Lovepedal COT 50HW LIM ED
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The response of a late 60's plexi loaded with 6550 power tubes
The genius of the COT 50 is in its simplicity. The single bias knob acts as an overdrive control, ranging from just a touch of grind at the lowest setting to a truly hot and bothered high-gain roar when maxed out. Apart from the bias knob and true bypass stomp switch, there are no other controls
It can function as a clean boost, dirty boost, stand alone OD or gnarly fuzz box depending on the amplifier used, guitar vol. adjustment and gain / bias control setting. Also stacks unbelievably well with other drive units leading to increased sustain, tone and overall dynamics.
From Premier Guitar:
?Jimi Hendrix invented the Church of Tone. He had monster technique and soul to spare.?
- Kirk Hammett.
Jimi may have invented that particular house of worship, but Sean Michael of Lovepedal has gone a long way towards putting it in a box. No, he hasn?t developed a circuit for ?monster technique? or ?soul to spare? but, in the COT 50 ?Church of Tone? pedal, he has aimed to capture the response of a late ?60s plexi loaded with 6550 power tubes, and he?s succeeded admirably.
The genius of the COT 50 is in its simplicity. The single bias knob acts as an overdrive control, ranging from just a touch of grind at the lowest setting to a truly hot and bothered high-gain roar when maxed out. Apart from the bias knob and truebypass stomp switch, there are no other controls - indeed, there isn?t even a 9V-battery socket. ?This is a very low-draw circuit that actually benefits from battery sag,? explains Sean Michael. ?Carbon batteries (two for a buck at the dollar store) sound best, but you can try alkaline. Wall warts often generate too much noise, and if I had added filters for a 9v supply, the pedal would?ve sounded different.? Amen.
My first impression of the COT 50 was of a delightfully transparent gain control that could be manipulated entirely with picking dynamics and the guitar?s onboard volume. Rotated counterclockwise, it added a hint of grit and rattle to complex chords, a woofy subharmonic to two-note intervals, and a toothy bite to single-note lines. At the ?high noon? setting, the overdrive became more belligerent, yet still absolutely respectful of my guitars ? a Yamaha Pacifica, a Carvin California carved-top, and a Les Paul Standard ? and amps ? a Carvin V3, a Music Man RD-50, and a solid-state Fender Bronco. Even at full tilt, with sustain as thick and tasty as butterscotch, I could always roll back the volume knob and regain a clean, clear tone that absolutely respected complex chords and pick transients and always sounded like the guitar and amp in use.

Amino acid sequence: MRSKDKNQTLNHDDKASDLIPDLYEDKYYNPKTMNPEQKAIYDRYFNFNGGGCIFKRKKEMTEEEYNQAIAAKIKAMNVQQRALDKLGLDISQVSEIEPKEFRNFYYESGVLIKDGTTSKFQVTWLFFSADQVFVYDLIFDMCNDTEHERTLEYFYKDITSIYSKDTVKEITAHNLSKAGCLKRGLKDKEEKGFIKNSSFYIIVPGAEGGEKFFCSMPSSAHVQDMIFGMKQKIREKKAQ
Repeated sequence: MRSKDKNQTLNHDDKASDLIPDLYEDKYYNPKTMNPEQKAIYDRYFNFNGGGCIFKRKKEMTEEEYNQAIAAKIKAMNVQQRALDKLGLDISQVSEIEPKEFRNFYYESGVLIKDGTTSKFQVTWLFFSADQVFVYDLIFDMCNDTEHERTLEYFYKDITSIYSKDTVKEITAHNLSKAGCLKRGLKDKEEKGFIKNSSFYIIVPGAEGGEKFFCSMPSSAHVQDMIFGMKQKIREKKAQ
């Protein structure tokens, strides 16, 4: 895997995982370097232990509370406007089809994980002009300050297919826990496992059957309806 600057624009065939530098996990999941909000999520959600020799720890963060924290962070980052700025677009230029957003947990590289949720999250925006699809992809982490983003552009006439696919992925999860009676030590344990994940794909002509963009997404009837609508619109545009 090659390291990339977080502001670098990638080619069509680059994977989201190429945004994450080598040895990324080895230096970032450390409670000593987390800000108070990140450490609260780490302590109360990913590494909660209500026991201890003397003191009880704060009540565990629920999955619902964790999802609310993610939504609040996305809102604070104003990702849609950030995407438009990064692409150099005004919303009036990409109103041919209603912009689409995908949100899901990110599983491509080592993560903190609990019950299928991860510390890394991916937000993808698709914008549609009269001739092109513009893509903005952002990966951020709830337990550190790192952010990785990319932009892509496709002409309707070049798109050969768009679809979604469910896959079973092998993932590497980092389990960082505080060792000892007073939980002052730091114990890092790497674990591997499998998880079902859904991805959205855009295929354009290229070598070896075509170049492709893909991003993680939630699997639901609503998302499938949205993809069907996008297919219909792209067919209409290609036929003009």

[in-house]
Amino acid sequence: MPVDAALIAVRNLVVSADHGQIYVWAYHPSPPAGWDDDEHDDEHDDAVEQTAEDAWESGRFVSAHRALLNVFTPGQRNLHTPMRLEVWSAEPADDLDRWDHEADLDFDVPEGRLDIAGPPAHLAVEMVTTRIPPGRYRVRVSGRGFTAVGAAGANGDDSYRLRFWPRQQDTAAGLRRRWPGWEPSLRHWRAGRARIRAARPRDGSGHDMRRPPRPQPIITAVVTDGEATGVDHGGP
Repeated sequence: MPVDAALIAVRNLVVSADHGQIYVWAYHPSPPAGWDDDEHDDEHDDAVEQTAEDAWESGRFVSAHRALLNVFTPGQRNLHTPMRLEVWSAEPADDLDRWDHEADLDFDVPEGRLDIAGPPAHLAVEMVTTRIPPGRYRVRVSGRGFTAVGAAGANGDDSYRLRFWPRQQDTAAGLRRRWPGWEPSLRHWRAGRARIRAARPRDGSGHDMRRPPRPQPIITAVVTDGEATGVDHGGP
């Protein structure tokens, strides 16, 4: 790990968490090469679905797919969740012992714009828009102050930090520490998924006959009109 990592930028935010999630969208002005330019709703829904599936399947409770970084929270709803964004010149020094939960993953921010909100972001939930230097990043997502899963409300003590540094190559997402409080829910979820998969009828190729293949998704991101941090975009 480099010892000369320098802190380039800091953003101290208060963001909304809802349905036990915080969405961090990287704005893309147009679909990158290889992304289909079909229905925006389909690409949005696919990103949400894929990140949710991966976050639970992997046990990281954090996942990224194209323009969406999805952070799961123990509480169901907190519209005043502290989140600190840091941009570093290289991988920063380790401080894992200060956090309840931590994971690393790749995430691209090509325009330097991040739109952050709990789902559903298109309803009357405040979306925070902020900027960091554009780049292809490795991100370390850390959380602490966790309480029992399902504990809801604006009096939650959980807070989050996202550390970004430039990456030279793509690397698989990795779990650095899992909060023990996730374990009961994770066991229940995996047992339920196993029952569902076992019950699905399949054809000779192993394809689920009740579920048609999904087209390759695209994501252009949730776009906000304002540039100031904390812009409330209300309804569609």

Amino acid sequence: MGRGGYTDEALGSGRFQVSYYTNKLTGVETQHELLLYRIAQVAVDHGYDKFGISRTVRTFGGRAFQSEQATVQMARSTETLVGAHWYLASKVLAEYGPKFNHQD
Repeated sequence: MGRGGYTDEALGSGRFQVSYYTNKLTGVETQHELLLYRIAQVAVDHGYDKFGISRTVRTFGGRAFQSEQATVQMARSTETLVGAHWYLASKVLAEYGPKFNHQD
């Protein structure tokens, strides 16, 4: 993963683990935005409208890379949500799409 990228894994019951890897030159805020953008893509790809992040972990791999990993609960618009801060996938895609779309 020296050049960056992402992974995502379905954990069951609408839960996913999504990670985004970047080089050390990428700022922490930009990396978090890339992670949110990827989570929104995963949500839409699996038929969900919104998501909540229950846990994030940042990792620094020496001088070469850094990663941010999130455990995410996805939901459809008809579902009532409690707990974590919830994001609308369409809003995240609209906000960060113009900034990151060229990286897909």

The COT 50 does add some coloration to the signal, but they?re the kinds of colors Jimi must?ve heard on his clearest days. With the guitar?s volume full up, the texture is much like a 50 watt Marshall in its more torrid range, a sinewy knot of high-midrange complexity. Roll back the guitar?s volume and you?re left with a lively Vox shimmer atop your guitar and amp?s identity. Amazingly, this happens to an appropriate degree throughout the pedal?s range, and without the annoyingly excessive boost in volume that many overdrive pedals generate. And, yes, it?s dead quiet.
The COT 50 is built as solid as the best boutique pedals. The circuit, bias knob and LED are all of a piece and encased in epoxy, both for structural stability and anti-piracy protection. The input and output jacks, stomp switch and battery harness are all wire-draped and the battery, wrapped in foam, fits snugly between the stomp switch and the inner housing. My only gripe is with the housing which, at less than 8 oz., is a shade light for a floor pedal. And with no rubber feet or bottom pad, this beauty?s belly is going to get scraped. But Velcro it into a pedalboard or wedge it into your amp handle and you?ve got yourself a tone tool par excellence.